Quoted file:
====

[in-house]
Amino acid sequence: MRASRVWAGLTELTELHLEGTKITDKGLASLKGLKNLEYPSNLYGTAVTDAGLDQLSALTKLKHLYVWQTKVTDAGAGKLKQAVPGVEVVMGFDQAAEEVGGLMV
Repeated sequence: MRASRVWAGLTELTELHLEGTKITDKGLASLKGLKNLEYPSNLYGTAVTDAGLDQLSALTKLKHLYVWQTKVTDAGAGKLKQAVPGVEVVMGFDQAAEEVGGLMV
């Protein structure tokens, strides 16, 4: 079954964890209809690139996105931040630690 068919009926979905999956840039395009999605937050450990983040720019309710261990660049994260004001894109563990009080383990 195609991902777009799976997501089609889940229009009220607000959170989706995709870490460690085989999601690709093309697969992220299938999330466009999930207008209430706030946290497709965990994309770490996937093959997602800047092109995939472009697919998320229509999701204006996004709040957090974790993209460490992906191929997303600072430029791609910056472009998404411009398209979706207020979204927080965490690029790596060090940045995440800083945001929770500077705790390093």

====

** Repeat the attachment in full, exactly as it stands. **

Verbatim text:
[in-house]
Amino acid sequence: MRASRVWAGLTELTELHLEGTKITDKGLASLKGLKNLEYPSNLYGTAVTDAGLDQLSALTKLKHLYVWQTKVTDAGAGKLKQAVPGVEVVMGFDQAAEEVGGLMV
Repeated sequence: MRASRVWAGLTELTELHLEGTKITDKGLASLKGLKNLEYPSNLYGTAVTDAGLDQLSALTKLKHLYVWQTKVTDAGAGKLKQAVPGVEVVMGFDQAAEEVGGLMV
């Protein structure tokens, strides 16, 4: 079954964890209809690139996105931040630690 068919009926979905999956840039395009999605937050450990983040720019309710261990660049994260004001894109563990009080383990 195609991902777009799976997501089609889940229009009220607000959170989706995709870490460690085989999601690709093309697969992220299938999330466009999930207008209430706030946290497709965990994309770490996937093959997602800047092109995939472009697919998320229509999701204006996004709040957090974790993209460490992906191929997303600072430029791609910056472009998404411009398209979706207020979204927080965490690029790596060090940045995440800083945001929770500077705790390093």